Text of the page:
March 6: “An Alcoholic’s Guide to Peru and Chile” by Rick Bass

Spring Break Week continues here at Story366! Spring Break Week! Woo-hoo!

Upon allowing me to venture off on Spring shenanigans in the Skylark, Karen had two rules: 1) Don’t have sex with anybody, and 2) Keep up the Story366 blog. The first one’s easy—in my sweat shorts and old T-shirt, I look like a failed homeless jogger—and the second, well, that’s much harder. After the arrest and temporary detention in Murfreesboro, we were back on the road in the late afternoon, hoping to make Daytona by midnight, maybe two a.m.. Because nothing ever goes as planned, we blew the front passenger side tire just past Chattanooga, at the Georgia border. This was no real problem—Bizquick works weekends at a garage, changing oil and shit like that—only it was a problem, because Jimmy D took the spare and jack out when he filled the trunk with ice and beer. So, we had no spare, and since those Murfreesboro cops took our beer, we couldn’t even get drunk on the side of the highway while we waited for the tow truck. Six girls in a Ford Granada drove by with a Daytona Or Bust! sign taped to the their door, and for a second, when one of them crawled halfway out the back window, I thought she might flash us. Instead, she whipped an empty Mad Dog bottle our way, pegging Vinnie in the nuts. It was looking like that kind of trip.

I took a squat on a log at the bottom of a hill while the other dudes played hacky sack, wanting to get my reading done for the day. The tow truck was going to take at least an hour, and by the time the driver got done laughing at us and changed our tire, I’d have plenty of time to read and post. The book I grabbed from my bag was Rick Bass’ newest, For a While: New and Selected Stories, which I bought at the Barnes & Noble in Paducah when we stopped for gas. I’m a fan of Bass’ stories, having read The Watch ages ago as an undergrad, and The Hermit’s Story, when that came out, along with a story here and there since. Even though there were Selected stories I hadn’t read yet, I headed straight for the New section and devoured the last three selections, “Coach,” “An Alcoholic’s Guide to Peru and Chile,” and “A Fish Story,” choosing the longest, best titled, and best overall to write on.

“An Alchoholic’s Guide to Peru and Chile” is the story of Wilson, a guy on the precipice of rock bottom. His wife has left him, but his teen daughters still love and even respect him, fully aware of his addictions and what they’ve done to them all. He’s not bankrupt or on the street, but his last credit card is maxed and since his logging accident, he can’t work any more to pay his mortgage. Desperate for one last chance at a family, Wilson plans a grand adventure to South America, where he will reconnect with his daughters (his ex said no, flatly) and get sober. He knows he can’t afford it, that his problems will be waiting when he gets back, but south they head, Wilson, Stephanie, and Lucy.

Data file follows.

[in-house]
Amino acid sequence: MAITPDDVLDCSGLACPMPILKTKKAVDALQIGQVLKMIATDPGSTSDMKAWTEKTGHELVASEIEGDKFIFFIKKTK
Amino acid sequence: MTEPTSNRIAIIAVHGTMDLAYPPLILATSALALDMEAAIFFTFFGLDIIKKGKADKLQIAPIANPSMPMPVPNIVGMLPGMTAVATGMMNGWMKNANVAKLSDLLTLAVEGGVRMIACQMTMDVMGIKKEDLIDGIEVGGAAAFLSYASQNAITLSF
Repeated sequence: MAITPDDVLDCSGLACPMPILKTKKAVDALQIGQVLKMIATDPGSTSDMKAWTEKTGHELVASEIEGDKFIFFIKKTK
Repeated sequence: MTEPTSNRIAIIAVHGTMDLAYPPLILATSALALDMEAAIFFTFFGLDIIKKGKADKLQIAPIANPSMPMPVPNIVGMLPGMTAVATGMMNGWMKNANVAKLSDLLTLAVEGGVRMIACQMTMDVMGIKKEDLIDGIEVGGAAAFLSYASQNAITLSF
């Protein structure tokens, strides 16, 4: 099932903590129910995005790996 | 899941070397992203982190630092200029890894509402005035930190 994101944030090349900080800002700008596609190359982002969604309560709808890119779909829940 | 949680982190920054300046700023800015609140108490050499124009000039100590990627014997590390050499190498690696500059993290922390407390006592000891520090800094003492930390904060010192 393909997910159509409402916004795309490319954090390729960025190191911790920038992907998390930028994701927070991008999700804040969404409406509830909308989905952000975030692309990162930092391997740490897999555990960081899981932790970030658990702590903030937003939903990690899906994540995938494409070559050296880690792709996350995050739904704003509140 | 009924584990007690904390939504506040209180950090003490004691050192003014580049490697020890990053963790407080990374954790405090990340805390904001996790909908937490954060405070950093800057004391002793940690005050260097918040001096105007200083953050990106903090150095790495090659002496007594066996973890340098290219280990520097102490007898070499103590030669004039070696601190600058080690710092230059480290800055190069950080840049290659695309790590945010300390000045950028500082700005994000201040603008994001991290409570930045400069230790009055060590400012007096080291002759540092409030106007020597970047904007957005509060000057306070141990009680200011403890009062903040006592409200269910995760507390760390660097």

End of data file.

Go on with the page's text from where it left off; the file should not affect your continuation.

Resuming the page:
Bass is known for his ties to nature, so many of his stories set in the great outdoors, their themes corresponding to any story’s situation. Often, this is Montana, Bass’ home,  but he has no trouble with other landscapes. This is true on this South American sojourn as well. Seen through travelers’ eyes, Bass paints a tourists’ view of the landscape, the people, and the culture, further demonstrating Bass’ knack for setting.

Bass puts the screws to Wilson throughout the story, as his every thought is possessed by alcohol. He marks time by his last drink, grades restaurants on their selection of spirits, and plans Wilson’s days around opportunities to slip away, have a drink, his daughters unaware. Everything is at stake for Wilson in this story, but things go surprisingly well, the trio visiting legendary structures, reconnecting as a family, truly that trip of a lifetime that Wilson had prescribed. Yet, Wilson, overcome, finds his escape, that way to slip out, undetected, an equally solid plan to return.  Just a couple of cold drinks, beers, and he’ll be back, showered, and in bed before the girls wake. It’s easy to guess how quickly that plan dissipates, logic, memory, and reason slipping away with every sip. Wilson has an experience on his getaway that alters the course of the story and his life. All of it leads to Wilson’s actions at the end, symbolic and vindicating, foolish and inspiring. It’s perfect, but with Bass, that’s no surprise.

Rick Bass is one of our more celebrated writers, the author of around thirty books of fiction and nonfiction. I had the pleasure of seeing him read at AWP once, in 2008, and he was such a warm, funny, and brilliant performer. His new and selected, For a Little While, is a must-read, so if you’re near the Barnes & Noble in Paducah, Kentucky, or probably a lot of other book stores, pick one up. I have to go now—the new tire is back on Jimmy D’s grandpa’s Skylark, and since I’m the only one with Triple A and a credit card with more than $1.49 left on it, I’m going to have to pay the tow truck guy. Hopefully, when I write to you tomorrow, I’ll be on the beach, soaking up Daytona sun, no more disasters keeping us from our Spring Break destiny.

Rick Bass

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